A team of researchers from the CSAIL at MIT used wireless signals for detecting phenomenon’s invisible to the naked eye.
MIT is carrying out research in X-ray visionary through wireless signals. The work is being carried out at CSAIL (Computer Science and Artificial Intelligence Lab). According to the research, WiFi signals can be used to see things which are not visible to the naked eye.
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The research was started at MIT by a team of researchers in 2013. The team has since then been developing the technology to track human motions. The researchers have been successful in detecting subtle body gestures and movement changes. The researchers believe the research can even help them in distinguishing between individuals.
The research paper has already been accepted at the SIGGRAPH Asia conference. The conference will take place next month. In the paper the MIT team is calling the technology as RF Capture. RF Capture picks up wireless reflections from the human body.
Since only a subset of body parts reflect the wireless signal back at any moment in time, the CSAIL device monitors how these reflections vary over time and stitches together a person’s reflections to reconstruct his silhouette into a single image. Images: Fadel Adib/CSAIL
The reflections can show the silhouette of a person even if they are standing behind a wall. The technology was also successful in distinguishing between 15 people. The detection of different individuals was 9 percent accurate.
The researchers believe the technology could prove to be beneficial for many fields, especially gaming, moviemaking, emergency response and elderly care. Fadel Adib is the lead author of the paper and a PhD student at MIT. According to Adib, RF Capture can allow motion capture without body sensors during filmmaking.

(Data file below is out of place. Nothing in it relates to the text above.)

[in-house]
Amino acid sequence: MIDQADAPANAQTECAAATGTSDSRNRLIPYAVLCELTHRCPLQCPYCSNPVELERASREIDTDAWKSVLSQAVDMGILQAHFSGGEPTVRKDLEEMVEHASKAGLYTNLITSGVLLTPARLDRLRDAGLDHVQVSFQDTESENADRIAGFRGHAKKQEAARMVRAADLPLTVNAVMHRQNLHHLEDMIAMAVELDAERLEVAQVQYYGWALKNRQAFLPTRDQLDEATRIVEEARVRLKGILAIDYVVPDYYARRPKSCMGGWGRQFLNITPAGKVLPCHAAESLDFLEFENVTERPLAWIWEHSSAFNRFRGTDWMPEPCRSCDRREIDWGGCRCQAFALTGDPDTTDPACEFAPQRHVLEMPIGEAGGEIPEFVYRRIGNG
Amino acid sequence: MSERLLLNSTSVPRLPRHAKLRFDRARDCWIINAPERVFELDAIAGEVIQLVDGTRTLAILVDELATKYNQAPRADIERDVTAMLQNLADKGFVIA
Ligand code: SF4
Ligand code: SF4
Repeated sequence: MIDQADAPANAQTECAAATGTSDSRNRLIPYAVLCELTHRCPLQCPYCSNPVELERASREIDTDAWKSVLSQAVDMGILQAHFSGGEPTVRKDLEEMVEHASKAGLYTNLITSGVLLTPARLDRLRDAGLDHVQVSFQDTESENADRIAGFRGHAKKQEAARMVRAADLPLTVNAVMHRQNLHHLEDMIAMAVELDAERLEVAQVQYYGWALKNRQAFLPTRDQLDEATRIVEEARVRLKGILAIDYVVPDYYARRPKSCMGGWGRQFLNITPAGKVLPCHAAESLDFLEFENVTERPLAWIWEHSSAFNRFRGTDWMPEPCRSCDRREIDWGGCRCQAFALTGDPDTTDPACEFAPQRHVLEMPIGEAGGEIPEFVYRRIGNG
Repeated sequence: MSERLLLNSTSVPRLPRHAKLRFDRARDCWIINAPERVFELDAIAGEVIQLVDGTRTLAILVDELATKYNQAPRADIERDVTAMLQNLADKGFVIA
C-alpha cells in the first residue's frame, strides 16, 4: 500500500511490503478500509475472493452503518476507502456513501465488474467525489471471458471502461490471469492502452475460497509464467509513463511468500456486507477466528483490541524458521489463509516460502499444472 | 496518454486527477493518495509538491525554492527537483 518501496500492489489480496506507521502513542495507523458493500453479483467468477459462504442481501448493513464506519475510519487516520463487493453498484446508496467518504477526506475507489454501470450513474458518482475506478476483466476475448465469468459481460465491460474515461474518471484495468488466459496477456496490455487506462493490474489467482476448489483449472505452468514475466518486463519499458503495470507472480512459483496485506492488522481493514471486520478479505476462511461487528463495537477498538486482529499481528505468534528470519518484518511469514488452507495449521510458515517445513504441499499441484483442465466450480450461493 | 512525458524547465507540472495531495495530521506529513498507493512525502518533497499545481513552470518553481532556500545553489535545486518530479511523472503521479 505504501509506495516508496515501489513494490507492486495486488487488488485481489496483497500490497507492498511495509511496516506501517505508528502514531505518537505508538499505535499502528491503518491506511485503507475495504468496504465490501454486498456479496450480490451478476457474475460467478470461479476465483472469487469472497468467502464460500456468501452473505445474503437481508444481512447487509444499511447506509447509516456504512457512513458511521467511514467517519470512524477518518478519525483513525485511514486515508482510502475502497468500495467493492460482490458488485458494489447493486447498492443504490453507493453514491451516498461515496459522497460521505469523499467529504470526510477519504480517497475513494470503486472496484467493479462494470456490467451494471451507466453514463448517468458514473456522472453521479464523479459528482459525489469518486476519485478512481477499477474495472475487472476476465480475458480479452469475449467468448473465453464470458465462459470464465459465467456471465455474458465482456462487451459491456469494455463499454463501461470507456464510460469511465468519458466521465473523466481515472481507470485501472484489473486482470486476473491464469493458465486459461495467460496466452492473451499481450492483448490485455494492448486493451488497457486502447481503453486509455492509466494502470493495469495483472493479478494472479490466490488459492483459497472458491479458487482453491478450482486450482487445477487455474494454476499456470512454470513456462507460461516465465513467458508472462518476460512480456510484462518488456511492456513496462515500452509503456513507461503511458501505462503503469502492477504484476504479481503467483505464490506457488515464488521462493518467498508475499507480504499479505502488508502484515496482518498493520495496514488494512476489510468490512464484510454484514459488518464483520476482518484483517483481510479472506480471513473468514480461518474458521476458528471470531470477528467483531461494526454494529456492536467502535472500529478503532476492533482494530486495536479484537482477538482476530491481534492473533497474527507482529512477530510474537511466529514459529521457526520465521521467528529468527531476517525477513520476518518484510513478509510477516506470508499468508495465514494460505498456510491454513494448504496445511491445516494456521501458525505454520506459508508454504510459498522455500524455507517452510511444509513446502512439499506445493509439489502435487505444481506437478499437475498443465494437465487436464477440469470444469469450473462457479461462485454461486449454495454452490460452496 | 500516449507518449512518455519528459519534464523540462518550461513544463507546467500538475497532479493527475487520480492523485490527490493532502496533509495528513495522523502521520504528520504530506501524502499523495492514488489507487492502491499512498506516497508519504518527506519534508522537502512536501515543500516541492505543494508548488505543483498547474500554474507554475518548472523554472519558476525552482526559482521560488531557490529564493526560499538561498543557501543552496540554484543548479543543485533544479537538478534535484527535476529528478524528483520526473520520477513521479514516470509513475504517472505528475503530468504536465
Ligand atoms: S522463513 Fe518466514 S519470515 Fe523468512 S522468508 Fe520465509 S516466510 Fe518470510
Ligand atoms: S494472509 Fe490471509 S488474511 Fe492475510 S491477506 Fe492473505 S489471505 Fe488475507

“Today actors have to wear markers on their bodies and move in a specific room full of cameras,” says PhD student Fadel Adib, who is lead author on the new paper. “RF Capture would enable motion capture without body sensors and could track actors’ movements even if they are behind furniture or walls.”
By tracking a person's silhouette, the device can trace his hand as he writes in the air. Images: Fadel Adib/CSAIL
“The possibilities are vast,” says Adib, whose other co-authors include MIT professor Frédo Durand, PhD student Chen-Yu Hsu, and undergraduate intern Hongzi Mao. “We’re just at the beginning of thinking about the different ways to use these technologies.”
The paper has been co-authored by Dina Katabi a professor at MIT. Kitabi believes the technology will allow 911 to determine the exact physical state of a person. Especially someone requiring medical assistance.
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“We’re working to turn this technology into an in-home device that can call 911 if it detects that a family member has fallen unconscious,” says Katabi, director of the Wireless@MIT center. “You could also imagine it being used to operate your lights and TVs, or to adjust your heating by monitoring where you are in the house.”